Uninsured Motorist Coverage And Workers Comp

An insurance law lawyer might be asked how uninsured motorist coverage works with workers compensation insurance.  One way that it works is explained in a 2016, Austin Court of Appeals opinion.  The opinion is styled Soledad v. Texas Farm Bureau.

Soledad was a passenger in a vehicle owned and leased by her employer, Schneider National Carriers, when it was involved in a single vehicle accident.  Jeff Noe, a fellow employee, was driving the vehicle.  Both were working with Schneider at the time of the accident, which was the result of Noe’s negligence.  Soledad suffered injuries.

Soledad had uninsured motorist (UM) coverage on her own personal vehicle with Farm Bureau.  Schneider had workers compensation insurance on its employees and also had liability coverage on its vehicles.

Soledad received workers compensation benefits from Schneider’s policy and then filed a claim against Farm Bureau for UM benefits, claiming that the damages she sustained during the accident exceeded the damages covered by Schneider’s workers compensation policy.

Soledad sued Farm Bureau, seeking declaratory relief.  Farm Bureau filed a motion for summary judgment arguing that Soledad was not entitled to UM benefits because (1) Soledad was not “legally entitled to recover” damages from the owner or operator of the vehicle involved in the accident because such recovery is barred by the exclusive remedy provision of the Texas Workers’ Compensation Act (TWCA), and (2) neither Noe nor Schneider was uninsured or underinsured as defined by the policy.  The trial court ruled in favor of Farm Bureau and this appeals court affirmed the ruling.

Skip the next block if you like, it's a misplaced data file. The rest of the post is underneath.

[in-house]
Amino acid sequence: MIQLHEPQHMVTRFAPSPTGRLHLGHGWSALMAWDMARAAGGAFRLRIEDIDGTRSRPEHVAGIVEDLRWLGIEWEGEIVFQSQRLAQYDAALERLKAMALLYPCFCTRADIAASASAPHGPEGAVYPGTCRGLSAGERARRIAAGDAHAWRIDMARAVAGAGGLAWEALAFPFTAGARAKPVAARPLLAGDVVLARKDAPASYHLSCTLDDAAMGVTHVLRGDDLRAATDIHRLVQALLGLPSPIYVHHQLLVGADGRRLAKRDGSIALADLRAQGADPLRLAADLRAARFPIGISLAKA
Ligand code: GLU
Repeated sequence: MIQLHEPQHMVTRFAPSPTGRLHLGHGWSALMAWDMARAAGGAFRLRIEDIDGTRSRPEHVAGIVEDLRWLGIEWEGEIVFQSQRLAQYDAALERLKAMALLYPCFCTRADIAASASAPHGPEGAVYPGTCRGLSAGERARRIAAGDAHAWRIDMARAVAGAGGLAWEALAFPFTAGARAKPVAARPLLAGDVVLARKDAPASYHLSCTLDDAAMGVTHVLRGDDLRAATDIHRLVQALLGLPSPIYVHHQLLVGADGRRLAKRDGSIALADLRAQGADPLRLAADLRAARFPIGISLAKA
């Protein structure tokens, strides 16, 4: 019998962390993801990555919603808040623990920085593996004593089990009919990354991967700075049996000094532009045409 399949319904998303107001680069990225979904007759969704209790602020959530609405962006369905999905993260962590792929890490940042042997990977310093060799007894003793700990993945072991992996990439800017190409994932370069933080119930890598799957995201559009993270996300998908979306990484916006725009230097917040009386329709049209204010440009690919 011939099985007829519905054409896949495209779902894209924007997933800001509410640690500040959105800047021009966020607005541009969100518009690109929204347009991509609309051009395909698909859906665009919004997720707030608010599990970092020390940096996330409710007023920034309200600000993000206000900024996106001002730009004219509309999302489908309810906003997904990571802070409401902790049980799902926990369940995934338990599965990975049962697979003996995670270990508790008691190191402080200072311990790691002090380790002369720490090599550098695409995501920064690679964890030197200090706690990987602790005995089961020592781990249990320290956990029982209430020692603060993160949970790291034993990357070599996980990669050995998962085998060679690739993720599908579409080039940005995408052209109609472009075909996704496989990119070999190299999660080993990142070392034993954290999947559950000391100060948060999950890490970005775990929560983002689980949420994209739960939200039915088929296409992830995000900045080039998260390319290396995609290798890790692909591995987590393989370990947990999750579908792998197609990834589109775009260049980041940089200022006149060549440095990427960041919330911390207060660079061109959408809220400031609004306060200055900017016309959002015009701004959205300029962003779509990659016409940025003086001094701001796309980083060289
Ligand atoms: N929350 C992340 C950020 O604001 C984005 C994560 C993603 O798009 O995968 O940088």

Soledad’s policy with Farm Bureau includes the following provision:

Texas Farm Bureau will pay damages which a covered person is legally entitled to recover from the owner or operator of an uninsured motor vehicle because of bodily injury sustained by a covered person, or property damage, cause by an accident.

Farm Bureau does not dispute the fact that Noe’s negligence caused Soledad’s injuries.  Instead, Farm Bureau argues that Soledad is not “legally entitled to recover” damages from either Schneider or Noe because such recovery is barred by the TWCA, which provides, “Recovery of workers’ compensation benefits is the exclusive remedy against the employer or an agent or employee of the employer for the death of or a work-related injury sustained by the employee.  Under this exclusive remedy provision, an employer that subscribes to workers’ compensation insurance receives immunity from the tort claims of its employees.  Farm Bureau argues that, because the TWCA’s exclusive remedy provision bars Soledad from recovering damages from Schneider (her employer) or Noe (an employee of her employer), she is not “legally entitled to recover” from either Schneider or Noe.  Therefore, Soledad does not satisfy the policy’s requirements and may not recover UM benefits.

This court agreed with Farm Bureau.

The purpose of the policy provision is to prevent a covered person from recovering twice for the same injuries — once from her employer’s workers’ compensation insurance carrier and once from her UM insurance carrier.

There are situations where Soledad could have recovered.  For instance, if Soledad’s injuries had been caused by the negligence of an uninsured motorist other than her employer or co-employee, she might have recovered workers’ compensation benefits, and, if those benefits did not cover all of her injuries, she might have recovered UM benefits, because she would be “legally entitled to recover” damages from the negligent party.  However, when, as here, the negligent party was the covered person’s employer or co-employee, the TWCA’s exclusive remedy provision applies, and the covered person is not entitled to UM benefits.

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